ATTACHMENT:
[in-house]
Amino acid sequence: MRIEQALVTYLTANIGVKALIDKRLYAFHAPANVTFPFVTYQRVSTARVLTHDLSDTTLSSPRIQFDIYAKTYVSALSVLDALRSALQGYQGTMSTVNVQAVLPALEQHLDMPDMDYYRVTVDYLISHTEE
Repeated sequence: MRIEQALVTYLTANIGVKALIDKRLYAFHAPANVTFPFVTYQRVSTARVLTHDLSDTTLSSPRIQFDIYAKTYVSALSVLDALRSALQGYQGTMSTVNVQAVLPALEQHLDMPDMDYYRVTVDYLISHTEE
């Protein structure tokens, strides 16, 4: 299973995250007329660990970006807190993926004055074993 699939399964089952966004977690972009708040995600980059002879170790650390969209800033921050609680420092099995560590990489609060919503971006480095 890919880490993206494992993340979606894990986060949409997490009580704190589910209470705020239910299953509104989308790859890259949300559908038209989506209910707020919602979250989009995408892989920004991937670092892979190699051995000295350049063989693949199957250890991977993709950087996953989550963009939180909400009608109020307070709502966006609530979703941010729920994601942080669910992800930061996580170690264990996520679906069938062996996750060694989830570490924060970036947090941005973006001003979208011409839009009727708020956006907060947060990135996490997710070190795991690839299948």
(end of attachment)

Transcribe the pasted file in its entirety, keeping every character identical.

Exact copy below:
[in-house]
Amino acid sequence: MRIEQALVTYLTANIGVKALIDKRLYAFHAPANVTFPFVTYQRVSTARVLTHDLSDTTLSSPRIQFDIYAKTYVSALSVLDALRSALQGYQGTMSTVNVQAVLPALEQHLDMPDMDYYRVTVDYLISHTEE
Repeated sequence: MRIEQALVTYLTANIGVKALIDKRLYAFHAPANVTFPFVTYQRVSTARVLTHDLSDTTLSSPRIQFDIYAKTYVSALSVLDALRSALQGYQGTMSTVNVQAVLPALEQHLDMPDMDYYRVTVDYLISHTEE
């Protein structure tokens, strides 16, 4: 299973995250007329660990970006807190993926004055074993 699939399964089952966004977690972009708040995600980059002879170790650390969209800033921050609680420092099995560590990489609060919503971006480095 890919880490993206494992993340979606894990986060949409997490009580704190589910209470705020239910299953509104989308790859890259949300559908038209989506209910707020919602979250989009995408892989920004991937670092892979190699051995000295350049063989693949199957250890991977993709950087996953989550963009939180909400009608109020307070709502966006609530979703941010729920994601942080669910992800930061996580170690264990996520679906069938062996996750060694989830570490924060970036947090941005973006001003979208011409839009009727708020956006907060947060990135996490997710070190795991690839299948």